Reporting on the CBO’s recent study, claiming that the planned Federal increase in the minimum wage will lead to a loss of 500,000 jobs, CEPR writes,
The CBO projections imply that 500,000 fewer people will be employed at low wage jobs. It did not say that 500,000 people would lose their jobs. This is an important distinction. These jobs tend to be high turnover jobs, with workers often staying at their jobs for just a few months. While there will undoubtedly be cases where companies go out of business due to the minimum wage hike (many small businesses are always at the edge, so anything can push them over) the vast majority of the lost jobs are likely to be in a situations where businesses don’t replace a person who leaves or don’t hire additional workers as quickly in response to an uptick in demand.
The evolution of my reaction,
- When I first read the brief, yesterday, I thought that CEPR’s writers were trying to make the costs sound less costly than they actually are;
- Then, I started writing a post, and in the process of writing I realized that there is a good chance I was jumping the gun. So, I re-read the CEPR report and decided that they have a point (I’ll specify what made me re-think my position in a little);
- Today, motivated by this Intelligence Squared debate on the minimum wage, I decided to re-read the CEPR study, and I now find myself somewhere in between my initial reaction and my consequent reconsideration.
In reference to step (2), here is the part of the CEPR brief that caused me to reconsider,
With 25 million people projected to be in the pool of beneficiaries from a higher minimum wage, this means that we can expect affected workers to put in on average about 2 percent fewer hours a year. However when they do work, those at the bottom will see a 39.3 percent increase in pay.
That doesn’t sound like a bad deal. I don’t know what the average amount of hours worked by a minimum wage earner is, but I’ll assume it’s 40 per week — although, when I worked for minimum wage I’d be lucky to get 20. So, if the loss in hours is evenly distributed, the new minimum wage will affect total compensation as follows, more-or-less: 10.10(39.2) – 7.25(40) = $105.95. That’s $105.95 more per week minimum wage earners will make, even with a 2% loss in hours.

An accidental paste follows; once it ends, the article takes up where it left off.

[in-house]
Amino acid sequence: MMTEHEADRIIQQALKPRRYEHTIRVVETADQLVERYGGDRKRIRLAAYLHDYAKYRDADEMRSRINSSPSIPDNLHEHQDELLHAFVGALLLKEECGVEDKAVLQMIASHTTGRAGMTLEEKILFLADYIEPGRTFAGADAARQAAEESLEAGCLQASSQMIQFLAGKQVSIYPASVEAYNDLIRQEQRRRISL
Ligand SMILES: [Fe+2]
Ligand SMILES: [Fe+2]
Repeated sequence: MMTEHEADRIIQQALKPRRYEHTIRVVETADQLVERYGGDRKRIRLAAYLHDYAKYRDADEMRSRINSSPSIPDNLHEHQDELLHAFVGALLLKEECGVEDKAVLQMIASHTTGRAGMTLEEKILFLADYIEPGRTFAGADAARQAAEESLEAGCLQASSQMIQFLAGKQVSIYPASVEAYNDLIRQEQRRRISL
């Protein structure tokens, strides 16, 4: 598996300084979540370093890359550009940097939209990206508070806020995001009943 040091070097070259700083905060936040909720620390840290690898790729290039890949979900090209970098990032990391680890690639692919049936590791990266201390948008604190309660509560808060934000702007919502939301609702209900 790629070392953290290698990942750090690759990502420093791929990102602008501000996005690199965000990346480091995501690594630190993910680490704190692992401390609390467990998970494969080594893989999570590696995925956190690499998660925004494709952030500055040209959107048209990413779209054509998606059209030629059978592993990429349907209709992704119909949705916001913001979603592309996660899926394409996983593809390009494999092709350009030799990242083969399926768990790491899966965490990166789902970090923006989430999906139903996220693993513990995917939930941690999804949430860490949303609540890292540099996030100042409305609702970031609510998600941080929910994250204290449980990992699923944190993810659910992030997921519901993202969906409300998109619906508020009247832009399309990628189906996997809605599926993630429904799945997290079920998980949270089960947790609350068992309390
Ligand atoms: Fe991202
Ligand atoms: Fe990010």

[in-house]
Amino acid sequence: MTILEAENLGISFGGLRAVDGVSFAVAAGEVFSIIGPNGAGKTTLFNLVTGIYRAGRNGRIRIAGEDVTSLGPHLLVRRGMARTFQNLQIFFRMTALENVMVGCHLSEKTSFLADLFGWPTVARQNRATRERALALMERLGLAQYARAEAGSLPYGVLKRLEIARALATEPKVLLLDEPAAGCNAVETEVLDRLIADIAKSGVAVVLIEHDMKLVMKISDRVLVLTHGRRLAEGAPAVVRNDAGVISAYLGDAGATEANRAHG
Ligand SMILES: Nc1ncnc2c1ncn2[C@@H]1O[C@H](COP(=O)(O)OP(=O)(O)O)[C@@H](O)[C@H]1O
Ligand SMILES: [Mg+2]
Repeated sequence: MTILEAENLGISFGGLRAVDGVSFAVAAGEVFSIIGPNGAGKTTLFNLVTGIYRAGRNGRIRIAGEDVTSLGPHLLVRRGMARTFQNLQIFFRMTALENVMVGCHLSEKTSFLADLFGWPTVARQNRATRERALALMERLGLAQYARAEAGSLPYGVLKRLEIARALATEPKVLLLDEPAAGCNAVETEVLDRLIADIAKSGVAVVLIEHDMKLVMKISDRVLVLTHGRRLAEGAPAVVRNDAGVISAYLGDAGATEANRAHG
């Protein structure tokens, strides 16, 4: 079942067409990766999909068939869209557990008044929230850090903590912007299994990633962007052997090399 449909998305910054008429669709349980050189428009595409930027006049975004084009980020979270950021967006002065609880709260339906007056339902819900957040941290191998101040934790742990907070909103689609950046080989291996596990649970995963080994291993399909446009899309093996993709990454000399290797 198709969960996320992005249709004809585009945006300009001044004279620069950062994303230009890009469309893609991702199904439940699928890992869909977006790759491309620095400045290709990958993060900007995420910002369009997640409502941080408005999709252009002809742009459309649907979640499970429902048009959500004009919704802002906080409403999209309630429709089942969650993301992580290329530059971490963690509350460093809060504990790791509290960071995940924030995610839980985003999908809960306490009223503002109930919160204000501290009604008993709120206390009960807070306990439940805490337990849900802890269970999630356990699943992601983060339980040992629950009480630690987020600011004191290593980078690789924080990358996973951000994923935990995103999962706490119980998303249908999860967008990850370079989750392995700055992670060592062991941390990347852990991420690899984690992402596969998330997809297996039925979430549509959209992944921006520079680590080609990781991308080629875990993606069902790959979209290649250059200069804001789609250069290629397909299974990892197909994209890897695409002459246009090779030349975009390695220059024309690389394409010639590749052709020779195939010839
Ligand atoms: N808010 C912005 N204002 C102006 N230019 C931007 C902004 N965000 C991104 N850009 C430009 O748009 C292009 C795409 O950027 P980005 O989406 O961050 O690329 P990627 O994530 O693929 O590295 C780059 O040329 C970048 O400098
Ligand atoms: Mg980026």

But, assuming an even distribution of hour loss seems like a very unreasonable assumption. If the average minimum wage worker works less than 40 hours a week, it’s also safe to suppose that some employees work more hours than others — this was my experience. Three main reasons come to mind: (1) firms don’t like perfect work sharing, because it reduces productivity; (2) firms discriminate between workers; (3) some minimum wage earners work two jobs, others don’t. So, the distribution of benefits from an increase in the minimum wage will be uneven. The problem seems worse when we think about some working two jobs, and others working only one, where some will land two jobs at the new minimum wage, making the spread of hour loss even more unequal.
Note how losses and benefits are distributed. That the quantity of labor will fall by an equivalent of a loss of 500,000 jobs suggests that significant chunk of the cost of a minimum wage is being passed on to minimum wage earners, not capital owners. This means that whatever benefits x fraction of minimum wage workers earn from the increase, they are receiving these at the cost of other minimum wage workers.
The minimum wage seems like a regressive welfare program, since some are becoming better off at the expense of the worst off. Even if the minimum wage is Kaldor-Hicks optimal (which I doubt, especially when we look at other margins), is that really a policy liberals want to support?